A Healthier New York

Just a few weeks ago, the emergency room at NYU Langone Medical Center began accepting patients for the first time since Superstorm Sandy ruined the facility. Had you told the doctors, nurses and staff back in November 2012 that the emergency room would not only recover but would return better—and bigger—than ever, they would have had a hard time believing you.

But such is the case, thanks in no small way to Ronald Perelman, who donated $50 million to the recovery effort. The total price tag for the emergency room’s restoration and expansion was $81 million, so it clearly is impossible to exaggerate Mr. Perelman’s generosity.

The reopening of NYU Langone’s emergency department has closed a potentially dangerous gap in health services downtown. The sad disappearance of St. Vincent’s Hospital in the West Village already had placed a strain on medical services even before Sandy hit. But when the storm surge found its way inside NYU Langone, the strain nearly reached a breaking point.

That’s when civic leaders stepped in to assist NYU with reconstruction and expansion. Kenneth Langone, the co-founder of Home Depot and the hospital’s chief benefactor, reached out to potential donors to aid in the recovery effort. And just as fund-raising was beginning to wane, Mr. Perelman stepped in with his $50 million donation. His interest in health care, he said, is rooted in tragedy: Two of his children died young, victims of medical and physical disabilities. The new emergency room will rightly bear Mr. Perelman’s name.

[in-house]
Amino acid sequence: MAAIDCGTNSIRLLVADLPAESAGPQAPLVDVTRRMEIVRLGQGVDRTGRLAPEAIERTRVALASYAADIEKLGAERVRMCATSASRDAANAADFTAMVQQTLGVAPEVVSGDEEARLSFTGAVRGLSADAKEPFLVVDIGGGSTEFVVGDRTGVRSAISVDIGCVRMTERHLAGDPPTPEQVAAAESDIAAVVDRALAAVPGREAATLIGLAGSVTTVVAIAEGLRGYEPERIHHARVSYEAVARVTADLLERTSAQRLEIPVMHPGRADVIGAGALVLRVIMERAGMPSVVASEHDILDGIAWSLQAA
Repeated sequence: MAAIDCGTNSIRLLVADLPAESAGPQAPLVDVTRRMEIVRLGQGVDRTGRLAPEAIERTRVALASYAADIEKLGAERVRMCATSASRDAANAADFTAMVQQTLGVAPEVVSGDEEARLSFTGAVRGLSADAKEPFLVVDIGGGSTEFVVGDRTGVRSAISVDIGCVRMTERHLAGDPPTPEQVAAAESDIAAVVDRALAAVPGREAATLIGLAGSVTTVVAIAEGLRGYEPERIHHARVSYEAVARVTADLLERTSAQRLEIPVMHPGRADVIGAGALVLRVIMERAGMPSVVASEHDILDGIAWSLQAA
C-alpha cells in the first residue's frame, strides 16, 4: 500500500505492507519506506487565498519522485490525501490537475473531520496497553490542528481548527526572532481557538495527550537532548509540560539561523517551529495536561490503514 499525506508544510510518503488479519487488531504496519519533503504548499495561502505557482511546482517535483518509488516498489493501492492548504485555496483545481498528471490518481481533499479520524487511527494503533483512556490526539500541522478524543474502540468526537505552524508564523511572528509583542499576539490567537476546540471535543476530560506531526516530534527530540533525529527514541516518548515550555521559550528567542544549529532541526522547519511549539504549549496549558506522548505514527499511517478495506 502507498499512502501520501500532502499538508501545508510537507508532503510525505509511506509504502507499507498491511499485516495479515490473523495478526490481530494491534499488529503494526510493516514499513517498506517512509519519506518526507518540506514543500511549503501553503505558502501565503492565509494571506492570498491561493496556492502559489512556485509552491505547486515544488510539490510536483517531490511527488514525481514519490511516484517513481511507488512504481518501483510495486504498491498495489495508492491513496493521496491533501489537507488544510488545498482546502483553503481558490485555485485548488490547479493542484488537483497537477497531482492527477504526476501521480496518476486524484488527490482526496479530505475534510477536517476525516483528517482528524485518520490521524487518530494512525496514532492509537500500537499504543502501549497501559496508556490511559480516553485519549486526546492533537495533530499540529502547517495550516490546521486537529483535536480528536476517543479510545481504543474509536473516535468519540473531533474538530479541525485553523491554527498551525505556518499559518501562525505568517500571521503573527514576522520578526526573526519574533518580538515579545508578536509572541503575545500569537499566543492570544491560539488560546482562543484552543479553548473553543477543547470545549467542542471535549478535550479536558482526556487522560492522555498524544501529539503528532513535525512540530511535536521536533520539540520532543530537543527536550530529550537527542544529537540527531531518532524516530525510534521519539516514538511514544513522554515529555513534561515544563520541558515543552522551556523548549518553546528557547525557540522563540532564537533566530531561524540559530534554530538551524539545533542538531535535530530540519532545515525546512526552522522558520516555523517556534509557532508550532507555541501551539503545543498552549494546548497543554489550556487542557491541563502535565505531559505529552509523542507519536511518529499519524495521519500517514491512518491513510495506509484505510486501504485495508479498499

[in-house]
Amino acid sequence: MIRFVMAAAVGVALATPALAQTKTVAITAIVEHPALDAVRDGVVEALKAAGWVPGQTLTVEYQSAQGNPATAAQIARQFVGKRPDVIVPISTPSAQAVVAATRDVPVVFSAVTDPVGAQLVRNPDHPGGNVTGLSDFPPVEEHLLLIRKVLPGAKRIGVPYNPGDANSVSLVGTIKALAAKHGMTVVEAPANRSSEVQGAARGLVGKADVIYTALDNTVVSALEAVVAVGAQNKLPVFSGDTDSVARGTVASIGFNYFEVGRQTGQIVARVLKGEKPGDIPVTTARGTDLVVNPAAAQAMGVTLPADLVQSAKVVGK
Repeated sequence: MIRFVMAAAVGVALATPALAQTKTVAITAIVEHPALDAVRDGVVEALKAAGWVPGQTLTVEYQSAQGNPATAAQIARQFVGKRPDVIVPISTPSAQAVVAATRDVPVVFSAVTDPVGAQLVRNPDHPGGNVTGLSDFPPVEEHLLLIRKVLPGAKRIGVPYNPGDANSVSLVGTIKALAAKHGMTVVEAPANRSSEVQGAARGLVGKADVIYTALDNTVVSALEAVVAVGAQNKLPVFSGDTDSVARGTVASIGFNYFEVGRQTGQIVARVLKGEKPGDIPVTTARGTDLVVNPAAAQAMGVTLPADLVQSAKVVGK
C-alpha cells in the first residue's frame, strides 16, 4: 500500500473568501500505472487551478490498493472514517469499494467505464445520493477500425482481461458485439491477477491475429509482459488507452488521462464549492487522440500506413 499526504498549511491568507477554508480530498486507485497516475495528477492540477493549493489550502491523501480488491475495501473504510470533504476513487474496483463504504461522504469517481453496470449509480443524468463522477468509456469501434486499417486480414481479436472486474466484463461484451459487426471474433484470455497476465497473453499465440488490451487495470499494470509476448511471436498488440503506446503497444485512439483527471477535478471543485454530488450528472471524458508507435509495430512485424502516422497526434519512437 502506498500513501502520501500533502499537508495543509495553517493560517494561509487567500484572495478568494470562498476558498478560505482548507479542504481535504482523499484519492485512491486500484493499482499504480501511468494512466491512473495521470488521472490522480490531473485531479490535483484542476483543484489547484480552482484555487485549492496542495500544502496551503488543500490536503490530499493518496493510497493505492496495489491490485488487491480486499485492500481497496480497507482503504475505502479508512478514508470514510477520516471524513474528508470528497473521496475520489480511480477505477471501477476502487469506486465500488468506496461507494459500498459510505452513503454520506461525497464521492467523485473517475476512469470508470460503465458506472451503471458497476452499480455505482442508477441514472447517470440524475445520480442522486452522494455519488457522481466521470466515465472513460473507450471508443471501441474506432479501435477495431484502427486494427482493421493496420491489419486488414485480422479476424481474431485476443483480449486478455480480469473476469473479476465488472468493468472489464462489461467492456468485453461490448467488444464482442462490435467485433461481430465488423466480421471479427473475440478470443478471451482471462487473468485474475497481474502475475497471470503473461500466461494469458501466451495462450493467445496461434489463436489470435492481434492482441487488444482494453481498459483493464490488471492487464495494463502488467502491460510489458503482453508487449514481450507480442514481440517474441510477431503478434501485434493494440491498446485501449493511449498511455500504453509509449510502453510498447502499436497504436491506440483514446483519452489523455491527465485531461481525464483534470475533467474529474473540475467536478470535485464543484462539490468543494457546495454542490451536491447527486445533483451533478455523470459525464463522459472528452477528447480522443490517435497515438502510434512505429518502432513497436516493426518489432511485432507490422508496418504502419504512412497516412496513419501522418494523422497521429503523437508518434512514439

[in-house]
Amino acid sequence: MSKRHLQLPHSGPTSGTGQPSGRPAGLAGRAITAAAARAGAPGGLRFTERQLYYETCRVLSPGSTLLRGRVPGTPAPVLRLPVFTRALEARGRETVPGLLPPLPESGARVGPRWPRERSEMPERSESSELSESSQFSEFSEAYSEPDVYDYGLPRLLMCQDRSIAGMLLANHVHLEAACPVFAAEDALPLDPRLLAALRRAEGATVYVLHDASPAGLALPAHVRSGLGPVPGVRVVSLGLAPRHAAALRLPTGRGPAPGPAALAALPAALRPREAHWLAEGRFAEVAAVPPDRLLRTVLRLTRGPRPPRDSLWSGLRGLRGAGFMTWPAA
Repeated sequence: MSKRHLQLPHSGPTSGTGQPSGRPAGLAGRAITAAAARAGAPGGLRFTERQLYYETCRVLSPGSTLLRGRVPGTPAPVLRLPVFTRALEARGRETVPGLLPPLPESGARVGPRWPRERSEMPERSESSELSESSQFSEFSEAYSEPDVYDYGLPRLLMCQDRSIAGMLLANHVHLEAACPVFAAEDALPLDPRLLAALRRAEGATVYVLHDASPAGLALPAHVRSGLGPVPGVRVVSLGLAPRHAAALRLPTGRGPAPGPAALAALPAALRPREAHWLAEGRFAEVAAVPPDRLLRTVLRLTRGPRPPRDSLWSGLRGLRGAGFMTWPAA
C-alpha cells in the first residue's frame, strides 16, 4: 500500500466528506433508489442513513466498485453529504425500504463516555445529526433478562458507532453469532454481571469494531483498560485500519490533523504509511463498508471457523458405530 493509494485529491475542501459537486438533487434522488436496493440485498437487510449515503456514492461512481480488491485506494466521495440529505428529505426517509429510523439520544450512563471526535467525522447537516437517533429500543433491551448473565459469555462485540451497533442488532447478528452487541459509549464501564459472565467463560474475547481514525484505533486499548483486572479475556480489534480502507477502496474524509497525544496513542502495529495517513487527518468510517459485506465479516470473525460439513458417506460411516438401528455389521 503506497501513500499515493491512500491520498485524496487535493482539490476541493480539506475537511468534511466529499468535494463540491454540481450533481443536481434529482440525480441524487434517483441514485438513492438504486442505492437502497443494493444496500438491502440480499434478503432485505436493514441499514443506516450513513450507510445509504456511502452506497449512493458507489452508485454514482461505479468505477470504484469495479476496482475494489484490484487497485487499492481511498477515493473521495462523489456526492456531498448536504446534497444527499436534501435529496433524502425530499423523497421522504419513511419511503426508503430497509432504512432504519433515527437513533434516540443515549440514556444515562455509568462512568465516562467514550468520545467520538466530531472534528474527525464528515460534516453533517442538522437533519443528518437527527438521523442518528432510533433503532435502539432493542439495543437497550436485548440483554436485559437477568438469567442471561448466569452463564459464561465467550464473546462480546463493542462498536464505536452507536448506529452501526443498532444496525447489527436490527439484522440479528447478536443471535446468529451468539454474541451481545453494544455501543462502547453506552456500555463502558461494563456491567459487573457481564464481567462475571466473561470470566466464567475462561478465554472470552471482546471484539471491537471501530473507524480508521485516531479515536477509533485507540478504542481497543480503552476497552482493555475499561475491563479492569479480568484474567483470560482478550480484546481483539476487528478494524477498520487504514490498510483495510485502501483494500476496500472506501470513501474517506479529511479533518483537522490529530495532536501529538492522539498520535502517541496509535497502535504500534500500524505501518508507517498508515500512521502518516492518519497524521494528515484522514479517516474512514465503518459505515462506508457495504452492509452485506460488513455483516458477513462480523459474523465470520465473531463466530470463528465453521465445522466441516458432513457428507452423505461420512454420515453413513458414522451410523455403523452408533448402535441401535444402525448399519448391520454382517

Thanks to his generosity and the gifts of other donors, the emergency department at NYU Langone is larger than it was and has a separate wing for children. It is better equipped to handle patients with infectious diseases, and it is even more high-tech than the original facility.

All of this means that emergency services are back up to speed in Lower Manhattan, thanks in large measure to the generosity of Messrs. Langone and Perelman and all of the other philanthropists who responded to the call to restore and renew the emergency room. U.S. Representative Carolyn Maloney wasn’t far off the mark when she said the facility is so spectacular: “It almost makes you feel you want to have an emergency.”

Well, almost.